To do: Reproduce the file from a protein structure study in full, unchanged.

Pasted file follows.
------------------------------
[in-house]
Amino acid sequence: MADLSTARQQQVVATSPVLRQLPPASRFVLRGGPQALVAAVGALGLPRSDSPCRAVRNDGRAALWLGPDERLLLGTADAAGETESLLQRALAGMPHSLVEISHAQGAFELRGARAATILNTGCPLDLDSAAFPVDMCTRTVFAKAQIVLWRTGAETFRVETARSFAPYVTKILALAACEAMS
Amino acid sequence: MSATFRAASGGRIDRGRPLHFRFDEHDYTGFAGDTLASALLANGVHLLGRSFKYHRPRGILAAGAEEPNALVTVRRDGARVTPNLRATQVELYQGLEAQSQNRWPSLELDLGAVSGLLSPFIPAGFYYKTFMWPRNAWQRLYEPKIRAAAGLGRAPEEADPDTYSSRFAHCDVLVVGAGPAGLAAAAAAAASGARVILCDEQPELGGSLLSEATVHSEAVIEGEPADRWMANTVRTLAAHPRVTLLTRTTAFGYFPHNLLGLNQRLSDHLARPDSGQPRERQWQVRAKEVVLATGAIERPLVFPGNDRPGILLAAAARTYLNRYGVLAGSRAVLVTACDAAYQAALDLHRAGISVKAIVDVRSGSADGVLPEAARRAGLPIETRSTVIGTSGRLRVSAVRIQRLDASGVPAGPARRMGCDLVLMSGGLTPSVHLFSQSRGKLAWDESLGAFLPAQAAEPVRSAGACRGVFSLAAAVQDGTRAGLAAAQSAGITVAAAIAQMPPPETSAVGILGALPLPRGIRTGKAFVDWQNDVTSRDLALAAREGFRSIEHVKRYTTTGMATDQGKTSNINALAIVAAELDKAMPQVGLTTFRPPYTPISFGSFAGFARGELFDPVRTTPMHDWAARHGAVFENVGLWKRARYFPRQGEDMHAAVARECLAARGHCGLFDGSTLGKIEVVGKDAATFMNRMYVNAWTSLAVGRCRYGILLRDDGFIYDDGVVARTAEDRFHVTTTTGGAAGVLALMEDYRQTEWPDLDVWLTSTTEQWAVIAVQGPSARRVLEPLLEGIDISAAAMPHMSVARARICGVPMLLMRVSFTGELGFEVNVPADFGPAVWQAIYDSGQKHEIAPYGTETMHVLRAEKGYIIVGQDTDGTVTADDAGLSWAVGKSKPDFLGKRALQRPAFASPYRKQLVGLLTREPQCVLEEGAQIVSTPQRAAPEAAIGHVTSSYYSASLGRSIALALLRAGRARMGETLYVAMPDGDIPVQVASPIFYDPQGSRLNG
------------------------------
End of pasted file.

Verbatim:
[in-house]
Amino acid sequence: MADLSTARQQQVVATSPVLRQLPPASRFVLRGGPQALVAAVGALGLPRSDSPCRAVRNDGRAALWLGPDERLLLGTADAAGETESLLQRALAGMPHSLVEISHAQGAFELRGARAATILNTGCPLDLDSAAFPVDMCTRTVFAKAQIVLWRTGAETFRVETARSFAPYVTKILALAACEAMS
Amino acid sequence: MSATFRAASGGRIDRGRPLHFRFDEHDYTGFAGDTLASALLANGVHLLGRSFKYHRPRGILAAGAEEPNALVTVRRDGARVTPNLRATQVELYQGLEAQSQNRWPSLELDLGAVSGLLSPFIPAGFYYKTFMWPRNAWQRLYEPKIRAAAGLGRAPEEADPDTYSSRFAHCDVLVVGAGPAGLAAAAAAAASGARVILCDEQPELGGSLLSEATVHSEAVIEGEPADRWMANTVRTLAAHPRVTLLTRTTAFGYFPHNLLGLNQRLSDHLARPDSGQPRERQWQVRAKEVVLATGAIERPLVFPGNDRPGILLAAAARTYLNRYGVLAGSRAVLVTACDAAYQAALDLHRAGISVKAIVDVRSGSADGVLPEAARRAGLPIETRSTVIGTSGRLRVSAVRIQRLDASGVPAGPARRMGCDLVLMSGGLTPSVHLFSQSRGKLAWDESLGAFLPAQAAEPVRSAGACRGVFSLAAAVQDGTRAGLAAAQSAGITVAAAIAQMPPPETSAVGILGALPLPRGIRTGKAFVDWQNDVTSRDLALAAREGFRSIEHVKRYTTTGMATDQGKTSNINALAIVAAELDKAMPQVGLTTFRPPYTPISFGSFAGFARGELFDPVRTTPMHDWAARHGAVFENVGLWKRARYFPRQGEDMHAAVARECLAARGHCGLFDGSTLGKIEVVGKDAATFMNRMYVNAWTSLAVGRCRYGILLRDDGFIYDDGVVARTAEDRFHVTTTTGGAAGVLALMEDYRQTEWPDLDVWLTSTTEQWAVIAVQGPSARRVLEPLLEGIDISAAAMPHMSVARARICGVPMLLMRVSFTGELGFEVNVPADFGPAVWQAIYDSGQKHEIAPYGTETMHVLRAEKGYIIVGQDTDGTVTADDAGLSWAVGKSKPDFLGKRALQRPAFASPYRKQLVGLLTREPQCVLEEGAQIVSTPQRAAPEAAIGHVTSSYYSASLGRSIALALLRAGRARMGETLYVAMPDGDIPVQVASPIFYDPQGSRLNG